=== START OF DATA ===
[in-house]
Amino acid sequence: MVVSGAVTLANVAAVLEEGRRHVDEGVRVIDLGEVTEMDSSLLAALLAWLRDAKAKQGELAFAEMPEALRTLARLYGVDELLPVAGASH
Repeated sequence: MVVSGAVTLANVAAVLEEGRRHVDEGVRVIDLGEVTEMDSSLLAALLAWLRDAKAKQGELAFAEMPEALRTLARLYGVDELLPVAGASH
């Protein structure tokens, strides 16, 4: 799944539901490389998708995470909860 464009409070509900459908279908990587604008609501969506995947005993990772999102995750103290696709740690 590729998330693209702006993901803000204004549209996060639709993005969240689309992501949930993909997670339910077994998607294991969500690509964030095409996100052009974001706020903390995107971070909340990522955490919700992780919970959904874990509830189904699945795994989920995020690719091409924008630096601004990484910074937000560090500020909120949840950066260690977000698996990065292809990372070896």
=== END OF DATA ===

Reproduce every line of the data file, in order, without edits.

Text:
[in-house]
Amino acid sequence: MVVSGAVTLANVAAVLEEGRRHVDEGVRVIDLGEVTEMDSSLLAALLAWLRDAKAKQGELAFAEMPEALRTLARLYGVDELLPVAGASH
Repeated sequence: MVVSGAVTLANVAAVLEEGRRHVDEGVRVIDLGEVTEMDSSLLAALLAWLRDAKAKQGELAFAEMPEALRTLARLYGVDELLPVAGASH
């Protein structure tokens, strides 16, 4: 799944539901490389998708995470909860 464009409070509900459908279908990587604008609501969506995947005993990772999102995750103290696709740690 590729998330693209702006993901803000204004549209996060639709993005969240689309992501949930993909997670339910077994998607294991969500690509964030095409996100052009974001706020903390995107971070909340990522955490919700992780919970959904874990509830189904699945795994989920995020690719091409924008630096601004990484910074937000560090500020909120949840950066260690977000698996990065292809990372070896």